Dear Tom and Ray: I found a larger oil filter for my car with the same exact specs, except for the length. The larger one is about 1.5 inches longer. With the extra size and more oil capacity, is there any reason not to use the larger one? My car usually takes a Purolator PSL14670. The bigger one is a PSL30001. Thanks. – Larry
Ray: I don’t really recommend it, Larry.
Tom: We do that for some customers’ cars at the garage, at their request. There’s never anything wrong with the filter that comes with the car; it’s designed to do the job. But with a larger filter, where everything else is equal, you’ll filter a little more oil per minute, and some people think that helps the engine over time.
Ray: You’ll increase your oil capacity by a very small amount, so you’ll have to add more oil when you refill the crankcase. But if you pay attention to the “Full” mark on the dipstick, that’s not a problem.
Tom: But there are two potential dangers I can think of. One is that your new, larger oil filter does not filter to the same specifications as the OEM part (Original Equipment Manufacturer … the part that came with the car). A lot of filters look the same, but just because it looks the same and screws onto your engine block, that doesn’t mean it’ll do what the manufacturer requires it to do.
Ray: The other danger is that on some cars, the filter is in a place where if you make it longer, it can get hit by road debris. That’s a potential disaster. If something on the road were to strike the filter and tear it open, you’d lose all your oil in a matter of seconds, and your engine likely would be toast.
Tom: So if you’re uncertain about any of these things, we suggest that you stick with the manufacturer’s recommendation for the oil filter. That’s 100 percent adequate, and is guaranteed to do the job.
Ray: But if you’re a hobbyist or tinkerer or it’s Saturday and you already cleaned the barbecue grill twice, and you know what you’re doing, you can try this, Larry.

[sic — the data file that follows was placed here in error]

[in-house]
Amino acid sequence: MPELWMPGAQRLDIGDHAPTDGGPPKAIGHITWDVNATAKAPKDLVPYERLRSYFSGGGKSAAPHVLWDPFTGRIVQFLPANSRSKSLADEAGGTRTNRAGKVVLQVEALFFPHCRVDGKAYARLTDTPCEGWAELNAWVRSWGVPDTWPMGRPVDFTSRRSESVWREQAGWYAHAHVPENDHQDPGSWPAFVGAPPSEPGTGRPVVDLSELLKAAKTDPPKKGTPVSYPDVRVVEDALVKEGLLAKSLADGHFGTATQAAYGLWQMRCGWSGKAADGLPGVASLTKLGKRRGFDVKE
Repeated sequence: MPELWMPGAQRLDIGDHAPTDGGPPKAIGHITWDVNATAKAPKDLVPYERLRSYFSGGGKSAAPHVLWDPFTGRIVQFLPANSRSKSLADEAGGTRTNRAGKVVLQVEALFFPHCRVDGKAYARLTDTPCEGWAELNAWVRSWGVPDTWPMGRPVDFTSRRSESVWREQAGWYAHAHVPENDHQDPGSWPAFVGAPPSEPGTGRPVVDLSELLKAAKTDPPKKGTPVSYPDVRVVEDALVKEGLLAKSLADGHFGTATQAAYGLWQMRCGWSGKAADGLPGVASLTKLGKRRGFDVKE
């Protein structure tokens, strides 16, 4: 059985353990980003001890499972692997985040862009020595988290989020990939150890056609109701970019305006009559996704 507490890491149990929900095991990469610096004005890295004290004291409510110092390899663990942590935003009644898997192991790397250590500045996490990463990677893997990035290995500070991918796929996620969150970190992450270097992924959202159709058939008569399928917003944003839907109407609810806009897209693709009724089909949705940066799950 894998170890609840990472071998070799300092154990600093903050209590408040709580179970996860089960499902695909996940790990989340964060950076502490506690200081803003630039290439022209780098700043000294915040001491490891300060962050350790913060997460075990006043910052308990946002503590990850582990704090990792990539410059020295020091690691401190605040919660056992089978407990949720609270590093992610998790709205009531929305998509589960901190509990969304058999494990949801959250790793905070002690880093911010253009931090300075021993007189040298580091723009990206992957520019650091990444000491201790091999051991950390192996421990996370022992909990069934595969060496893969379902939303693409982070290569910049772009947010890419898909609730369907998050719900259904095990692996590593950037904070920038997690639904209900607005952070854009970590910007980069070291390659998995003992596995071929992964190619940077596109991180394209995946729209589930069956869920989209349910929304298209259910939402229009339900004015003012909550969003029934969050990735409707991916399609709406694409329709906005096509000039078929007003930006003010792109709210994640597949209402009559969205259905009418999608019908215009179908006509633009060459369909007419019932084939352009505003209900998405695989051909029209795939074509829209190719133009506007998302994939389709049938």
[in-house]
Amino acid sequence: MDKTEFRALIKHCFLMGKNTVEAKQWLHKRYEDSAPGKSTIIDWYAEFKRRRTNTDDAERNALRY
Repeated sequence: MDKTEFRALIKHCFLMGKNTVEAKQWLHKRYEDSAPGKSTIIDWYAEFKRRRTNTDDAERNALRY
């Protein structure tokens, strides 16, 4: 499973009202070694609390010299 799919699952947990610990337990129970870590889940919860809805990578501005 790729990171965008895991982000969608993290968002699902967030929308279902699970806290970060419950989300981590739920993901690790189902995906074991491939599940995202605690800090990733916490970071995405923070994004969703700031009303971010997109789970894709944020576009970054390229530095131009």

Tom: You might want to wait until the car is out of warranty first, though. Just in case.
Dear Tom and Ray: Longtime fan and avid listener. I have a 44-year-old two-seat Jaguar E-type sports car. When we were young, we often rode around with three people in the front. I have searched and cannot find any info regarding if that is legal in my home state of Massachusetts. Any idea? – David
Ray: Well, even if it were legal, I wouldn’t let you pick ME up!
Tom: It’s actually not allowed, David. By federal law, any car manufactured after July 1, 1966, must have one seat belt per seat. And only one person is allowed to use each seat belt (I never knew we had an epidemic of seat-belt sharing back then).
Ray: Pretty much every state now has a law requiring that every person traveling in a car must be wearing the seat belt that corresponds to his or her seat.
Tom: I think the only holdout is your neighbor to the north, David: New Hampshire (state motto: Live Free and Then Die By Getting Projected Through Your Windshield).
Ray: If your car had been pre-July 1966, and had never HAD seat belts to begin with, you’d be exempt, and you’d be free to endanger the life of that middle-seat passenger.
Tom: So if you want to drive around with three people, it sounds like you’ll have to buy a second 44-year-old Jaguar E-Type and lash the bumpers together. Which might not be a bad idea, because that doubles your odds on any given day that at least one of them will start. Drive safely, David.
What’s the best way to warm up your engine in the morning? Find out by ordering Tom and Ray’s pamphlet “Ten Ways You May Be Ruining Your Car Without Even Knowing It!” Send $4.75 (check or money order) to Ruin, P.O. Box 536475, Orlando, FL 32853-6475.
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